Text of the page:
"Apple's shares drop back under $500 a share, never breaching $600 to the upside and spending most of the year under $525 a share as profit estimates are again shaved. (Icahn dumps the shares; see more on Icahn in also-ran surprises.)"
-- From my "15 Surprises for 2014"
Apple (AAPL) reported disappointing quarterly results and poor guidance after the close of trading last night. Depending on your perspective, it was either a good quarter or a bad one. It should take a few days for the market to sort that one out.
Prior to the quarter's release, the Apple meme shifted from fundamentals to the conspicuous Carl Icahn. The activist expanded his Apple position to over $3.5 billion worth, then tweeted about the stock and wrote an open letter to Apple's shareholders about why he has accumulated such a large stake. In his communiqués, Carl Icahn expressed the notion that Apple was a no-brainer.
I suppose he meant that Apple is a very cheap stock. But maybe, after the release of the company's punk results and guidance yesterday, what he meant by no-brainer was that it takes no brains to own it.
This is not meant as an attack on Icahn. I, for one, have consistently observed that the only thing I am certain of in the stock market is the lack of certainty. This applies both to billionaires and to retail investors. Whenever I think I have a no-brainer investment, I find out that, in actuality, I have no brains!
Back to Fundamentals
The Bad -- Apple's sales growth slowed and profit margins were unexciting. Forward guidance was conservative, the current product suite is mature, and there is limited visibility for new product offerings.
The Good -- Apple can be viewed as a classic and well-run consumer-products company. It reported 6% revenue growth, superior free cash flow, stability of margins and a return of 33% of operating cash flow to shareholders. On conventional measures -- return on equity, return on assets, return on noncash assets -- Apple remains at the top of the class.
The Better -- Apple's future looks better than revealed on a cursory analysis of the guidance. The China Mobile (CHL) venture will take time to ramp, and a lot of revenue is being deferred. (Apple does not provide non-GAAP profit results, as apparently tech investors don't fully understand what "deferred revenue" means.)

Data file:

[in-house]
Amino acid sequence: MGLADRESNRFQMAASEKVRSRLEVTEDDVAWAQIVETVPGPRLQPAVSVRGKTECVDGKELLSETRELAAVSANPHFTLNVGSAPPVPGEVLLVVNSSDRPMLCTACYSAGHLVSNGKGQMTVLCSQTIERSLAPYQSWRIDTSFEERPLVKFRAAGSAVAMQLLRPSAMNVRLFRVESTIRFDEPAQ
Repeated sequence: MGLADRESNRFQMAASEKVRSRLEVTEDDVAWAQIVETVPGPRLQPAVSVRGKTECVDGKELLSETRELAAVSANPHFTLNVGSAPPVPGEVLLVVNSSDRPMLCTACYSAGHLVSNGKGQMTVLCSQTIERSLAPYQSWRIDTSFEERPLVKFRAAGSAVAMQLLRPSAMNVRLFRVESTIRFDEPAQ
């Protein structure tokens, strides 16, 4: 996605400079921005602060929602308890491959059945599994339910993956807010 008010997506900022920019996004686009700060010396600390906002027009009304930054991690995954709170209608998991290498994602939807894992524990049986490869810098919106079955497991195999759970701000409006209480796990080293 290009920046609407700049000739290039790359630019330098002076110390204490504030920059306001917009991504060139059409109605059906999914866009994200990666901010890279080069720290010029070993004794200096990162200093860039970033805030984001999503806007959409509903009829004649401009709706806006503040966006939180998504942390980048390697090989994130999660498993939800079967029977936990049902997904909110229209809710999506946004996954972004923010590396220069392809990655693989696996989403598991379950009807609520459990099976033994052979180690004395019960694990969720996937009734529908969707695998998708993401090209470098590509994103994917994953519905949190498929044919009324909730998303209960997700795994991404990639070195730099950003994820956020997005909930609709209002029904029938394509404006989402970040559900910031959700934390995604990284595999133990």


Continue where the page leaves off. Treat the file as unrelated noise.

Apple's valuation is inexpensive: The stock is trading at only 6x its earnings before interest, taxes and depreciation for the trailing 12 months. That compares with between 10x and 14x for General Mills (GIS), Coca-Cola (KO) and so on. Beam (BEAM), which recently signed a deal to be bought out, is trading at 20x.
Critically, some of Apple's products may disappear over time -- but so might those of Philip Morris (PM) -- and, judging by the margin decay, few of us will live long enough to see it. Apple's principal products have a reasonably high technological obsolescence factor. When this is coupled with high brand loyalty and its ecosystem, it is a powerful combination, especially at 6x EBITD.
On the new-product front, investors might be growing too impatient as development has tripled over the past three years. Overall, research and development continue to be vibrant, and the company has acquired some small but exciting companies over the years that are now bearing fruit.
Bottom line: In the fullness of time, investors might begin to think of Apple as a General Mills with a call option, and it is not on strawberry-flavored Cheerios! But that could take time.
Given my observations in today's opening missive, I would conclude that the biggest problem facing Apple's shares is size. If the company were smaller, it would likely already have been acquired.
Regardless of financial engineering, investors -- and that includes Carl Icahn -- might have to be patient with Apple's shares in the near term. It seems to me that, in light of recent results and future opportunities, Apple CEO Tim Cook and the board of directors will likely hold their ground on the capital-allocation policy currently endorsed.
Again, in the fullness of time, Apple might prove to be an attractive investment as it slowly is perceived by investors as more of a consumer-products company and less of a hardware company, and as the stock gains a more lofty valuation. But this will take time.
As I suggested in my "15 Surprises for 2014," Apple's shares will likely find it difficult to make much upside progress over the next few months.
As in 2013, Apple might be a good second-half stock in 2014.
If I owned Apple, I wouldn't sell the shares at current prices (i.e., $510 to $515), and I would buy between $475 and $500.
This column originally appeared on Real Money Pro at 9:15 a.m. EST on Jan. 28.